Paul Skilleter reports on the sad passing of a leading light among the Jaguar fraternity.
Joss Davenport presenting the prizes at a club event in the early 1970s.
Photo: Paul Skilleter
We very much regret to record the death of Joss Davenport on September 10th, after a long and courageous battle with cancer.
Joss was best known for his infectious enthusiasm for XKs, and had owned his silver XK 120 open two seater (OAU 84) for some 45 years. He was a founder member of the XK Register of the Jaguar Driver’s Club, becoming its first chairman in 1968. It was largely due to Joss’s energy and enthusiasm that the XK Register quickly progressed to a membership of around 1,500. Amongst the events he organised were Greenham Common sprints held in the late 1960s/early 1970s, well before the air base became famous for its Cruise missiles and the ‘Greenham Wimmin’ encampment. Joss campaigned his XK 120 at the sprint, and also entered it in hill climbs.
Joss continued to maintain a leading role in the Register through the 1970s, retiring from the front line in the 1980s but retaining all his enthusiasm for Jaguars and XKs in particular. He joined the Jaguar Enthusiasts’ Club not long after its inception and was a loyal member until his death.
Ever ready to help fellow enthusiasts, Joss had a vast number of friends all over the world, and would go out of his way to help fellow XK owners with advice and encouragement. He had the ability to strike up friendships with almost everyone, including the rich and famous who did not over-awe him in the least – to Joss they were ‘just’ XK enthusiasts like himself, with a common bond. Friendly to all, no-one ever had a bad word to say about Joss.
He owned and restored other Jaguars apart from OAU 84 (a 1951 car he purchased in 1968, replacing an XK 140), these including an XK 120 drophead, an SS Jaguar convertible, and most recently, an XK 150 drophead which he sold last year to a highly appreciative new owner. His great hobby was of course Jaguars, and his restorations were completed in between his frequent and often lengthy trips abroad (especially to the Middle and Far East). He loved travelling on behalf of the medical supplies company for whom he worked for several decades, though he would have preferred to have flown the aircraft rather than being a passenger – but a slight hearing defect had thwarted his original plans as a youth to join the Fleet Air Arm.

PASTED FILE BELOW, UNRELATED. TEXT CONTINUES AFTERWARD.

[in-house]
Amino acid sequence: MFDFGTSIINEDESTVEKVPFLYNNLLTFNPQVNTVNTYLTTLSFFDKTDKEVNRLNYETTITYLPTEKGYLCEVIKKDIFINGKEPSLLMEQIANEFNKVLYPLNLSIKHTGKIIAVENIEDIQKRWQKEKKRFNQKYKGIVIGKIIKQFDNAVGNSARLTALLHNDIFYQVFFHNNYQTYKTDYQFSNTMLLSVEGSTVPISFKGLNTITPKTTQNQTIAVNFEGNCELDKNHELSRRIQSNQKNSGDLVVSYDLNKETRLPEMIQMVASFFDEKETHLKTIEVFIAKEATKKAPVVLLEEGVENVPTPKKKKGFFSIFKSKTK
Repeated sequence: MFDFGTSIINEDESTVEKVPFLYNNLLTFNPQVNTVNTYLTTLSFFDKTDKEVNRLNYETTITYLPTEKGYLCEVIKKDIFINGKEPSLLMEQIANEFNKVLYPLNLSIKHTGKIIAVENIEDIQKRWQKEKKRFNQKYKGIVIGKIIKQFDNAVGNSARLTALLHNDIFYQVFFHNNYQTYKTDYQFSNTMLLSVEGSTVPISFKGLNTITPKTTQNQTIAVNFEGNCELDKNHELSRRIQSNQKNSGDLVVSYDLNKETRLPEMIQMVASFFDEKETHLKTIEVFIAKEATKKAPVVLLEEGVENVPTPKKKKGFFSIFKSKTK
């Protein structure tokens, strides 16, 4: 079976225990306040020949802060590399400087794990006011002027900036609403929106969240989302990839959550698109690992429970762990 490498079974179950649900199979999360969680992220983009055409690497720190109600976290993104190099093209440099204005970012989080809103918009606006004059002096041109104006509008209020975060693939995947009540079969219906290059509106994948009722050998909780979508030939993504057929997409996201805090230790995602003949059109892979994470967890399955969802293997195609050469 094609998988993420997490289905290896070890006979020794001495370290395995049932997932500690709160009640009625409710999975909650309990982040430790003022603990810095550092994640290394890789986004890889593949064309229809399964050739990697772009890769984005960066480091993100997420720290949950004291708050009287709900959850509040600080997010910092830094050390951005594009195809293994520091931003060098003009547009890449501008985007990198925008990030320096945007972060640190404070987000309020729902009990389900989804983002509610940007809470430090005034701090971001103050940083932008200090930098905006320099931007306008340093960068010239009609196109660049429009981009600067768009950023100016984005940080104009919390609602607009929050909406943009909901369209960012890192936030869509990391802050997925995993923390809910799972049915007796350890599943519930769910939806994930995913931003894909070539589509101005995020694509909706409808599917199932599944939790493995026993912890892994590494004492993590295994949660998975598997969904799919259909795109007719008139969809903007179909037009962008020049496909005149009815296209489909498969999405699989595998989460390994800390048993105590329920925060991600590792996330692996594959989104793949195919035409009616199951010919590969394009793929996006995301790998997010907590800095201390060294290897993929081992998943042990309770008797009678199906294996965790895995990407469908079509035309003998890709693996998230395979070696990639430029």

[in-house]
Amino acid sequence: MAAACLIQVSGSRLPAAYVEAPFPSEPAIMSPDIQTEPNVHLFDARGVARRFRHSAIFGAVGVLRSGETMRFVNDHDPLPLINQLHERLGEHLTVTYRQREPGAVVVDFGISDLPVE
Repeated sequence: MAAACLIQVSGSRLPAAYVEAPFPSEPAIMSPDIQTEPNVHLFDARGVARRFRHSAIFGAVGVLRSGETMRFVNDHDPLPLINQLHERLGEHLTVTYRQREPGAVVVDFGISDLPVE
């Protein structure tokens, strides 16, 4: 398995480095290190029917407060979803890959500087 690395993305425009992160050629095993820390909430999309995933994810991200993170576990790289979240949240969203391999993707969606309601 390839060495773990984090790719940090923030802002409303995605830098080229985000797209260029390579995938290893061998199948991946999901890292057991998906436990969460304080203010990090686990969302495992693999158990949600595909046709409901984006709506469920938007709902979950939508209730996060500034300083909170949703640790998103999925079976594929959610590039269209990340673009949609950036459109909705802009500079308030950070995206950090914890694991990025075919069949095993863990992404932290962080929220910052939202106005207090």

Joss was born on 27th April 1938 at Hinton St Mary in Dorset, moving with his parents to Weston-Super-Mare where they ran a small hotel. It was here that he met his wife-to-be Judith, who was on holiday for the first time without her parents! They married in October 1959, and had two children – Alan, born in 1964, and Angela, born in 1967. Angela later provided Joss and Judith with two granddaughters whom Joss doted on. The family lived for a number of years at Thatcham, Berkshire, then moved to Beech House in Hedley, near Newbury, in 1975.
Joss’s cheerful presence will be much missed by all those who knew him. Our deepest sympathies are extended to his wife Judith and all his family and close friends. We will add details of the funeral when the date and place have been decided.
Joss Davenport (left) with his XK 120 OAU 84, during the 40th anniversary meeting of the XK Register held in January 2007 at the Marquis of Granby, Esher, Surrey. With him is another early XK Register member, John James.
Photo: Paul Skilleter
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All information correct at time of publishing.